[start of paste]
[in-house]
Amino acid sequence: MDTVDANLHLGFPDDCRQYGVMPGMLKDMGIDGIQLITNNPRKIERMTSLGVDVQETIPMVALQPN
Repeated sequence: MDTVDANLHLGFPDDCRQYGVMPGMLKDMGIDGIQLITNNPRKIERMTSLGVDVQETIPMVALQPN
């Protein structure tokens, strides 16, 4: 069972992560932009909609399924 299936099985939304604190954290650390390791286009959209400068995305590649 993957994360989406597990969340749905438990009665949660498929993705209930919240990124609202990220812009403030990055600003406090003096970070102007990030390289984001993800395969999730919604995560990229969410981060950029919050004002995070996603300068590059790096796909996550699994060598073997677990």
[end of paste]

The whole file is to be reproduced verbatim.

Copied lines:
[in-house]
Amino acid sequence: MDTVDANLHLGFPDDCRQYGVMPGMLKDMGIDGIQLITNNPRKIERMTSLGVDVQETIPMVALQPN
Repeated sequence: MDTVDANLHLGFPDDCRQYGVMPGMLKDMGIDGIQLITNNPRKIERMTSLGVDVQETIPMVALQPN
């Protein structure tokens, strides 16, 4: 069972992560932009909609399924 299936099985939304604190954290650390390791286009959209400068995305590649 993957994360989406597990969340749905438990009665949660498929993705209930919240990124609202990220812009403030990055600003406090003096970070102007990030390289984001993800395969999730919604995560990229969410981060950029919050004002995070996603300068590059790096796909996550699994060598073997677990």